Hendra Virus and Vaccination in Horses

Equivac HeV

Hendra Virus Vaccine Released

As you may have heard, a vaccine for the deadly Hendra virus was released in November 20121. Since 1994 this virus has killed over 80 horses together with the devastating consequences of four human deaths associated with the equine cases.

The vaccine is a great breakthrough in the fight against Hendra. Studies in vaccinated horses challenged with virus have shown that no clinical signs occurred, and neither virus nor evidence of virus replication in any tissue was found in the treated horses.

Outbreaks of Hendra virus to date have occurred from Cairns in North Queensland through to Macksville in Northern New South Wales and as far west as Chinchilla, however the risk of Hendra virus occurs across much of Australia.

Hendra virus is transmitted from bats to horses, and bats carrying Hendra virus have been identified in Queensland, New South Wales, Victoria, Western Australia, Northern Territory and most recently South Australia.

There is also the risk of horse to horse transmission, and with horses travelling interstate being so common, there is a risk of an infected horse travelling into an area that has never seen a case of Hendra virus before and shedding virus before it shows any symptoms of sickness.

Vaccination is the most effective way to safeguard yourself, your family and your horse against Hendra. Vaccination involves two injections given 3 weeks apart. Revaccination is every 6 months. Our practice includes veterinarians that are accredited to administer the Hendra vaccine to your horse right away.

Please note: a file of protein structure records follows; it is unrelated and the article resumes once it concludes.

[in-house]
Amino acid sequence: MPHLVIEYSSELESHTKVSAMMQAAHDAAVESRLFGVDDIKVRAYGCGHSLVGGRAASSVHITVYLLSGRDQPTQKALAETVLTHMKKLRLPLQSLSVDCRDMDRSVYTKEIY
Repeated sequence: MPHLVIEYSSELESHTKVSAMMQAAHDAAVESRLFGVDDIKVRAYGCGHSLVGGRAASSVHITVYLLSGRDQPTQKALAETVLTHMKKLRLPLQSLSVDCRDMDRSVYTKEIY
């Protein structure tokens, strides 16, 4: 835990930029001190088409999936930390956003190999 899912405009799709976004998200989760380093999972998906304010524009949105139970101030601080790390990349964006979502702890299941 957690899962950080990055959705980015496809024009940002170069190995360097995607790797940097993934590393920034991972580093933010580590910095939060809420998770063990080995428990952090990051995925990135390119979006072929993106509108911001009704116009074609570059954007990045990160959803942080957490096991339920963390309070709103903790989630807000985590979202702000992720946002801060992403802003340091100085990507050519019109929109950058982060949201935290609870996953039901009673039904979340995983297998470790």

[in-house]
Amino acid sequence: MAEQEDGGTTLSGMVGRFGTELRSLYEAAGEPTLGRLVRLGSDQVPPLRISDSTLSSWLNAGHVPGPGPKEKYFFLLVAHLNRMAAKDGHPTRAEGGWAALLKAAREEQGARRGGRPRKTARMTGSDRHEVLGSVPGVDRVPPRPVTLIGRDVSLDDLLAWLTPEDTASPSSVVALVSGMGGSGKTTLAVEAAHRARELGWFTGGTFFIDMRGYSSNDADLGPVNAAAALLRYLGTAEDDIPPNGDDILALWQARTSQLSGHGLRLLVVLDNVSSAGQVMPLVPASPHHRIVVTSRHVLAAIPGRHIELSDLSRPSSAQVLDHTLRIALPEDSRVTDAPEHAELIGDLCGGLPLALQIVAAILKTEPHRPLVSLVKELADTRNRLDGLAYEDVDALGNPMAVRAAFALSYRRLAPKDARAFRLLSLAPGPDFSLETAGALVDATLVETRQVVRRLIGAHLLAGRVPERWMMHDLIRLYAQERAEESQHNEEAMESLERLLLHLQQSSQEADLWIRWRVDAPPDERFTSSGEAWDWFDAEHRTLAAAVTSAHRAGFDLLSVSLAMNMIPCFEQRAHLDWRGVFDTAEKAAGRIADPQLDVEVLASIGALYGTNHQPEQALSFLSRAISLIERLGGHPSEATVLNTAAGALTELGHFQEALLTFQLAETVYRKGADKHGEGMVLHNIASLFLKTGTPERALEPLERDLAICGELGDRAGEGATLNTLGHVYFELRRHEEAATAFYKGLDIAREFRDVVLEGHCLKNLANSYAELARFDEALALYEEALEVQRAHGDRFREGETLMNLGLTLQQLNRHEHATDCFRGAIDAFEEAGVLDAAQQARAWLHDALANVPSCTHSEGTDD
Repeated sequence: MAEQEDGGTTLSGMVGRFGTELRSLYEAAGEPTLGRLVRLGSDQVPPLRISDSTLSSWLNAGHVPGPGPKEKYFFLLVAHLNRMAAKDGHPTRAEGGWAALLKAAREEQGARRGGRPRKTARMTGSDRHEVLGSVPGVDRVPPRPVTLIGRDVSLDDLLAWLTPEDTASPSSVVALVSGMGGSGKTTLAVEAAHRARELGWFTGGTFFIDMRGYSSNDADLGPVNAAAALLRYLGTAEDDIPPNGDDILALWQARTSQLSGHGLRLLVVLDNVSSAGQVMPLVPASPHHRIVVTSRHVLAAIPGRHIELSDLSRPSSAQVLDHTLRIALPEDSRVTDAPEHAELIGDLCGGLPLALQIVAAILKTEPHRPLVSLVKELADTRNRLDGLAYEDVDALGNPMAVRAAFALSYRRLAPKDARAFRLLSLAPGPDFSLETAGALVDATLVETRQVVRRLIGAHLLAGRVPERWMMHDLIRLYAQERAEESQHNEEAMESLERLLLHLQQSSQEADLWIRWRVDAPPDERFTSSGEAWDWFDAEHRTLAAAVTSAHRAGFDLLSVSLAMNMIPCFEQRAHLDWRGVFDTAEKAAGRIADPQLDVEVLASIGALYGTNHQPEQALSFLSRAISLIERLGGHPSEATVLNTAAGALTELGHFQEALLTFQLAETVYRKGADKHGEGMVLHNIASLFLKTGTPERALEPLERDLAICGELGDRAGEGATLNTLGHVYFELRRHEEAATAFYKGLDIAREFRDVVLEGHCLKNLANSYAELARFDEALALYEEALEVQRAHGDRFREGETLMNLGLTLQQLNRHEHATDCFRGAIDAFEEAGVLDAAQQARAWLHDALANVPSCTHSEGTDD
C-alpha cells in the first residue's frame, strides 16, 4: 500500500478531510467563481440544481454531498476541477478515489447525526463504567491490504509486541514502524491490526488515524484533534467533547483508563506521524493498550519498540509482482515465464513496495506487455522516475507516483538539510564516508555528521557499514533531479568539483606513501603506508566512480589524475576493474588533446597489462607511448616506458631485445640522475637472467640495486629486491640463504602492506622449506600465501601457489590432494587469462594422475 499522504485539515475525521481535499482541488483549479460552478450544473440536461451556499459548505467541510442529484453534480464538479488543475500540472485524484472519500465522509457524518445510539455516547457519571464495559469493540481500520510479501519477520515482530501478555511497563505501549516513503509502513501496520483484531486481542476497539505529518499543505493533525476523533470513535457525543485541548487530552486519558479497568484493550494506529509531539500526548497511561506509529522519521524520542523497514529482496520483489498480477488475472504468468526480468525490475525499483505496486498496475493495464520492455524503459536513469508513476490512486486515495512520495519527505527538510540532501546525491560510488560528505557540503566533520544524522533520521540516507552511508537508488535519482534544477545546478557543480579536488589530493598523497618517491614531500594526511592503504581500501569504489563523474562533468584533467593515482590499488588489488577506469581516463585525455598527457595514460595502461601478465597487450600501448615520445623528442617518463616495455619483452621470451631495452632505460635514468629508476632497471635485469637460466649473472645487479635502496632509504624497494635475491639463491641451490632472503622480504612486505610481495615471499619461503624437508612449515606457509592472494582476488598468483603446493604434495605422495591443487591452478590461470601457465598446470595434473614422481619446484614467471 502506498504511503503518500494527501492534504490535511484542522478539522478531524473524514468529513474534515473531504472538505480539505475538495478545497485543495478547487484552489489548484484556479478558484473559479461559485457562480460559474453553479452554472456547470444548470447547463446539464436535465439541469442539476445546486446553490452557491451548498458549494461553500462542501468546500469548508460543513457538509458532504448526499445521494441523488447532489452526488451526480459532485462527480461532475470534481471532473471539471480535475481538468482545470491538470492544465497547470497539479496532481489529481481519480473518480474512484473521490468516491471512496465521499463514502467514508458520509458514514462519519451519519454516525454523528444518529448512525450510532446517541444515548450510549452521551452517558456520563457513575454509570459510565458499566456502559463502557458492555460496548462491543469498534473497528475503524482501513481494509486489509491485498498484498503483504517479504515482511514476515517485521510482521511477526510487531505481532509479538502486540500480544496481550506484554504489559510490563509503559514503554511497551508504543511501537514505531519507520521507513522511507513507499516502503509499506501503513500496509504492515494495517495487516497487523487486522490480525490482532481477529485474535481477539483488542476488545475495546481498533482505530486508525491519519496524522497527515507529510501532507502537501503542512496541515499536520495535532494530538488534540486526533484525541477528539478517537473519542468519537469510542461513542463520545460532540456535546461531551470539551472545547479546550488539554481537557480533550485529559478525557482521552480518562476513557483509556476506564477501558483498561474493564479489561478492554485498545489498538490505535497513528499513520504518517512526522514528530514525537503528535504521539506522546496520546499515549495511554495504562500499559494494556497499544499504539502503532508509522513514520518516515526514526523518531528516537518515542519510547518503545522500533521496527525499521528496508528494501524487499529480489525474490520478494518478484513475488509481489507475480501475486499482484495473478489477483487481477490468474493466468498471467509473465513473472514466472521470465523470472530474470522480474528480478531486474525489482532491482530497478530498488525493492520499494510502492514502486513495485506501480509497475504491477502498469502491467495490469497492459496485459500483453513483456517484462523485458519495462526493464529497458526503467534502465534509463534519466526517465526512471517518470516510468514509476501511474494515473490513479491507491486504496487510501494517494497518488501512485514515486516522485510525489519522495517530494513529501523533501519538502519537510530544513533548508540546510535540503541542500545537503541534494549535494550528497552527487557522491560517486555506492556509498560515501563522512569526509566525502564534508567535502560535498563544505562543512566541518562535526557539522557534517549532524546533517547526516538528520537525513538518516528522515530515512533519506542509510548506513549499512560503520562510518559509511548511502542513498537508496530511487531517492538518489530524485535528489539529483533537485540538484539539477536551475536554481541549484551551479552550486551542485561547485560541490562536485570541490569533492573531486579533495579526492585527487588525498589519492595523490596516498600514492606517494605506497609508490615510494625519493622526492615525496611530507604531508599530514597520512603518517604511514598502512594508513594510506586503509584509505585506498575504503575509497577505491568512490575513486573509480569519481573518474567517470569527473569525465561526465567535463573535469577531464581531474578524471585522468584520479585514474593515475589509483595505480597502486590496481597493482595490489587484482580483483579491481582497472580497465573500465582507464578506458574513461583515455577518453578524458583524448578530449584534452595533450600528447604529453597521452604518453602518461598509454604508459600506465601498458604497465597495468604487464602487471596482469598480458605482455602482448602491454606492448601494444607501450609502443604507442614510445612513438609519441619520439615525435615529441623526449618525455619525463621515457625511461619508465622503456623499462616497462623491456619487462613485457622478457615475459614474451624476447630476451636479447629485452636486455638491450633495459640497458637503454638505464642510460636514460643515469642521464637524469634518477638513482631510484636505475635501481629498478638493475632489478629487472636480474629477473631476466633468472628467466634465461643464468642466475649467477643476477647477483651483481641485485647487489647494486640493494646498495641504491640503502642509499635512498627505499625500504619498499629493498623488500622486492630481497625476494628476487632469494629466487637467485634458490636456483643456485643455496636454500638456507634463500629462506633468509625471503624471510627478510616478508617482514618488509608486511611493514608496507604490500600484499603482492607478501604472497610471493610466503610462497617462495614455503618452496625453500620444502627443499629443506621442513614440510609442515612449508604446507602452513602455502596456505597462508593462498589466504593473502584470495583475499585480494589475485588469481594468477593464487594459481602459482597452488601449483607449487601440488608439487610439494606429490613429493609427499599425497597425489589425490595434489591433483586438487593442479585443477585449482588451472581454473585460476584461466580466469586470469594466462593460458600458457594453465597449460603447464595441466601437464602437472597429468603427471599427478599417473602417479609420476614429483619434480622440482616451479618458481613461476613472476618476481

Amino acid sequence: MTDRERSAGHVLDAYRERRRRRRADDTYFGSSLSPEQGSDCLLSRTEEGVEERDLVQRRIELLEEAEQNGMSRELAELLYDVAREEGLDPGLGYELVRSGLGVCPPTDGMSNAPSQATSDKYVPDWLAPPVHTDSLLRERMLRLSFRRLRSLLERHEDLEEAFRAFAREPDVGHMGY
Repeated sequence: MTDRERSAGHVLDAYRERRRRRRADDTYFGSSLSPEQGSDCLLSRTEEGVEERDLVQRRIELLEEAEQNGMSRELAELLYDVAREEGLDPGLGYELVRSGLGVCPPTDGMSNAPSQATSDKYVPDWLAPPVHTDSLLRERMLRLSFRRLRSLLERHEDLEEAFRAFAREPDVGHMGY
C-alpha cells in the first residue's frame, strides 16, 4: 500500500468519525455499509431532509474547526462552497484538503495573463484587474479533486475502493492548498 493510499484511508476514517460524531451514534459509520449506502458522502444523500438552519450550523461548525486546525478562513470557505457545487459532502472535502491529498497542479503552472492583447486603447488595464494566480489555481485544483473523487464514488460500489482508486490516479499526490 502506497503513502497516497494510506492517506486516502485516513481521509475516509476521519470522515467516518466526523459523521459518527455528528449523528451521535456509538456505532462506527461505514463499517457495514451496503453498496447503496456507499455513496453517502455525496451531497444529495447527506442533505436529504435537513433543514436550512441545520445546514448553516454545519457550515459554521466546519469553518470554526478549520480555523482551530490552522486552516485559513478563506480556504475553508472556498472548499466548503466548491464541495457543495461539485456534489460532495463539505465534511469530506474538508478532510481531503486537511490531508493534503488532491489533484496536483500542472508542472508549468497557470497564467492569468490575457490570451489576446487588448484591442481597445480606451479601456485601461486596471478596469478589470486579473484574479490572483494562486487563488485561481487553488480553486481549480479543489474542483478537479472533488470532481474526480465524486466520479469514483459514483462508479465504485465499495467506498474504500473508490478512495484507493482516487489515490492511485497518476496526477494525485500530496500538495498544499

1. Hendra vaccine, Equivac HeV, is only available under APVMA Minor Use Permit (PER13510)

Hendra virus has the potential to kill you, your family and your horses and with over 70% of outbreaks occurring between May and August, now is the perfect time to prepare through vaccination of all your horses.

Since 1994 this virus has killed over 80 horses together with the devastating consequences of four human deaths associated with the equine cases. Hendra virus is transmitted from bats to horses, and bats carrying Hendra virus have been identified in Queensland, New South Wales, Victoria, Western Australia, Northern Territory and most recently South Australia.

There is also the risk of horse to horse transmission, and with horses travelling interstate being so common, there is a risk of an infected horse travelling into an area that has never seen a case of Hendra virus before and shedding virus before it shows any symptoms of sickness.

The latest Hendra outbreaks have shown that there are no typical signs of Hendra Infection. For further information visit our Hendra Page

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